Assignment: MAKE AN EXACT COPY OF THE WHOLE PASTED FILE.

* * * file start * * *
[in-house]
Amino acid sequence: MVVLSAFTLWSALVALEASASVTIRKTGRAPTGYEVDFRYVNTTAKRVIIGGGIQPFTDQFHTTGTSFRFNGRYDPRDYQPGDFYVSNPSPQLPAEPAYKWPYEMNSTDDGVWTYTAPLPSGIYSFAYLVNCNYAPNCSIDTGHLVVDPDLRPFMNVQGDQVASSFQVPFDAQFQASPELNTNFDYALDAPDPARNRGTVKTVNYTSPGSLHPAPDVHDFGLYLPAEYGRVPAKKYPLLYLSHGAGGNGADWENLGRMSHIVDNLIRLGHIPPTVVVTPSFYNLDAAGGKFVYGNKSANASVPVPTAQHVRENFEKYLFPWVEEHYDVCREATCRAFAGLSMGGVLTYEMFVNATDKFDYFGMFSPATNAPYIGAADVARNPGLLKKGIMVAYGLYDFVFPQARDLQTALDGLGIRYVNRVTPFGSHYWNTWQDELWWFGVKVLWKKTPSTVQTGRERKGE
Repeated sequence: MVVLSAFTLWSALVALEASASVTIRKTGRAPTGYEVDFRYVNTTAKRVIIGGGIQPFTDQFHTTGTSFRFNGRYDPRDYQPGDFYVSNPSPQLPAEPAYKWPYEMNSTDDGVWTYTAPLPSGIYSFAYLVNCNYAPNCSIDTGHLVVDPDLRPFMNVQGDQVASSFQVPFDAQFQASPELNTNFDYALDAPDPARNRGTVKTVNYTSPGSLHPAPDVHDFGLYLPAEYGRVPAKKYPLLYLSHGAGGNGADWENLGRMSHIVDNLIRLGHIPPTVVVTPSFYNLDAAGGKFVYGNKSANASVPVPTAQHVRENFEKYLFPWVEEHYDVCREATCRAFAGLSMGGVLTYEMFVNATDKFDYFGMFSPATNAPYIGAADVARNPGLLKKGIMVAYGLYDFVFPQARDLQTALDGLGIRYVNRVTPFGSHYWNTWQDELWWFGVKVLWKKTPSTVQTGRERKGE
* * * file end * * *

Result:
[in-house]
Amino acid sequence: MVVLSAFTLWSALVALEASASVTIRKTGRAPTGYEVDFRYVNTTAKRVIIGGGIQPFTDQFHTTGTSFRFNGRYDPRDYQPGDFYVSNPSPQLPAEPAYKWPYEMNSTDDGVWTYTAPLPSGIYSFAYLVNCNYAPNCSIDTGHLVVDPDLRPFMNVQGDQVASSFQVPFDAQFQASPELNTNFDYALDAPDPARNRGTVKTVNYTSPGSLHPAPDVHDFGLYLPAEYGRVPAKKYPLLYLSHGAGGNGADWENLGRMSHIVDNLIRLGHIPPTVVVTPSFYNLDAAGGKFVYGNKSANASVPVPTAQHVRENFEKYLFPWVEEHYDVCREATCRAFAGLSMGGVLTYEMFVNATDKFDYFGMFSPATNAPYIGAADVARNPGLLKKGIMVAYGLYDFVFPQARDLQTALDGLGIRYVNRVTPFGSHYWNTWQDELWWFGVKVLWKKTPSTVQTGRERKGE
Repeated sequence: MVVLSAFTLWSALVALEASASVTIRKTGRAPTGYEVDFRYVNTTAKRVIIGGGIQPFTDQFHTTGTSFRFNGRYDPRDYQPGDFYVSNPSPQLPAEPAYKWPYEMNSTDDGVWTYTAPLPSGIYSFAYLVNCNYAPNCSIDTGHLVVDPDLRPFMNVQGDQVASSFQVPFDAQFQASPELNTNFDYALDAPDPARNRGTVKTVNYTSPGSLHPAPDVHDFGLYLPAEYGRVPAKKYPLLYLSHGAGGNGADWENLGRMSHIVDNLIRLGHIPPTVVVTPSFYNLDAAGGKFVYGNKSANASVPVPTAQHVRENFEKYLFPWVEEHYDVCREATCRAFAGLSMGGVLTYEMFVNATDKFDYFGMFSPATNAPYIGAADVARNPGLLKKGIMVAYGLYDFVFPQARDLQTALDGLGIRYVNRVTPFGSHYWNTWQDELWWFGVKVLWKKTPSTVQTGRERKGE